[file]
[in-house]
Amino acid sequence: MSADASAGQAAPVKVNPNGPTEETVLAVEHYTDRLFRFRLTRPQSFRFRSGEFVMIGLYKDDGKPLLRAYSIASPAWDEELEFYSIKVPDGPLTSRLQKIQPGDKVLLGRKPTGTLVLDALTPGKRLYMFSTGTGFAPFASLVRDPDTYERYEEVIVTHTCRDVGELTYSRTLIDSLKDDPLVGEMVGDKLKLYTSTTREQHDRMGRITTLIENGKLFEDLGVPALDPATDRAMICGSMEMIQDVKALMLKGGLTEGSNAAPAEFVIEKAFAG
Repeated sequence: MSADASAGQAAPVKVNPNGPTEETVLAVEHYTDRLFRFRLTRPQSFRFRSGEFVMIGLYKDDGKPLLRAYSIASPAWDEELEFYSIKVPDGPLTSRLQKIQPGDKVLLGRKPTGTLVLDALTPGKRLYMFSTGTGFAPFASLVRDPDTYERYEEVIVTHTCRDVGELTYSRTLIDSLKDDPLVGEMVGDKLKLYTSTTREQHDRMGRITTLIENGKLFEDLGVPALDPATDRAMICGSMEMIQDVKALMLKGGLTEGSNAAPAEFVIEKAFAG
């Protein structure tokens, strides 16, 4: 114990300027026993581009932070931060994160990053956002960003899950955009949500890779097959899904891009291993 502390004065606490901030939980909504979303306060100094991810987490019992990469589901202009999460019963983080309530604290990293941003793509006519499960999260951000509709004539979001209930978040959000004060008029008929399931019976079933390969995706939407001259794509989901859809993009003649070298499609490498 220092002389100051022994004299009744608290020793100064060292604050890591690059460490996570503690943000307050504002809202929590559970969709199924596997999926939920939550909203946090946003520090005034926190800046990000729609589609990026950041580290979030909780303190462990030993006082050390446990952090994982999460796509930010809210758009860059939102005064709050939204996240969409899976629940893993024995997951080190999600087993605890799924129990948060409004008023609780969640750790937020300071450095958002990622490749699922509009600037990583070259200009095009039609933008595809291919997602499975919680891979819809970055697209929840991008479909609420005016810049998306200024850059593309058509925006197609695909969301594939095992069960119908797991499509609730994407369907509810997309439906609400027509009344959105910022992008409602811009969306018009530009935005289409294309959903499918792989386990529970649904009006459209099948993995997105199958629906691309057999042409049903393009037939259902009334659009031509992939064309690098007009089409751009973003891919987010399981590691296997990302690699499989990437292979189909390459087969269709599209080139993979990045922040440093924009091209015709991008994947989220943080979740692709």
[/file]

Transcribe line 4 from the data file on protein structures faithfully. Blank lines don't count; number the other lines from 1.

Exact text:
């Protein structure tokens, strides 16, 4: 114990300027026993581009932070931060994160990053956002960003899950955009949500890779097959899904891009291993 502390004065606490901030939980909504979303306060100094991810987490019992990469589901202009999460019963983080309530604290990293941003793509006519499960999260951000509709004539979001209930978040959000004060008029008929399931019976079933390969995706939407001259794509989901859809993009003649070298499609490498 220092002389100051022994004299009744608290020793100064060292604050890591690059460490996570503690943000307050504002809202929590559970969709199924596997999926939920939550909203946090946003520090005034926190800046990000729609589609990026950041580290979030909780303190462990030993006082050390446990952090994982999460796509930010809210758009860059939102005064709050939204996240969409899976629940893993024995997951080190999600087993605890799924129990948060409004008023609780969640750790937020300071450095958002990622490749699922509009600037990583070259200009095009039609933008595809291919997602499975919680891979819809970055697209929840991008479909609420005016810049998306200024850059593309058509925006197609695909969301594939095992069960119908797991499509609730994407369907509810997309439906609400027509009344959105910022992008409602811009969306018009530009935005289409294309959903499918792989386990529970649904009006459209099948993995997105199958629906691309057999042409049903393009037939259902009334659009031509992939064309690098007009089409751009973003891919987010399981590691296997990302690699499989990437292979189909390459087969269709599209080139993979990045922040440093924009091209015709991008994947989220943080979740692709």